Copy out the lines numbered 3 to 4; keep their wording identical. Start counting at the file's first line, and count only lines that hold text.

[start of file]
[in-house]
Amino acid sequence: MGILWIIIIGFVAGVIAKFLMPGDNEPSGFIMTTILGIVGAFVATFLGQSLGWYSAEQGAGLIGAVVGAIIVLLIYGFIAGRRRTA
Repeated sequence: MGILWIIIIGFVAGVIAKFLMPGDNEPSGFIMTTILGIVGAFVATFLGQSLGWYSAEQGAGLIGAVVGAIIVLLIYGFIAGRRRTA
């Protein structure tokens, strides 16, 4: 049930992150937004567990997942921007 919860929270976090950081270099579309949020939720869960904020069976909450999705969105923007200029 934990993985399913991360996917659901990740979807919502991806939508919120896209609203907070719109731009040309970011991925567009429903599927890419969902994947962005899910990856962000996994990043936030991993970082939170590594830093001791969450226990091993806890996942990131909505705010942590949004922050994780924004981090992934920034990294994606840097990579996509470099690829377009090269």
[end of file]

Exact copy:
Repeated sequence: MGILWIIIIGFVAGVIAKFLMPGDNEPSGFIMTTILGIVGAFVATFLGQSLGWYSAEQGAGLIGAVVGAIIVLLIYGFIAGRRRTA
């Protein structure tokens, strides 16, 4: 049930992150937004567990997942921007 919860929270976090950081270099579309949020939720869960904020069976909450999705969105923007200029 934990993985399913991360996917659901990740979807919502991806939508919120896209609203907070719109731009040309970011991925567009429903599927890419969902994947962005899910990856962000996994990043936030991993970082939170590594830093001791969450226990091993806890996942990131909505705010942590949004922050994780924004981090992934920034990294994606840097990579996509470099690829377009090269």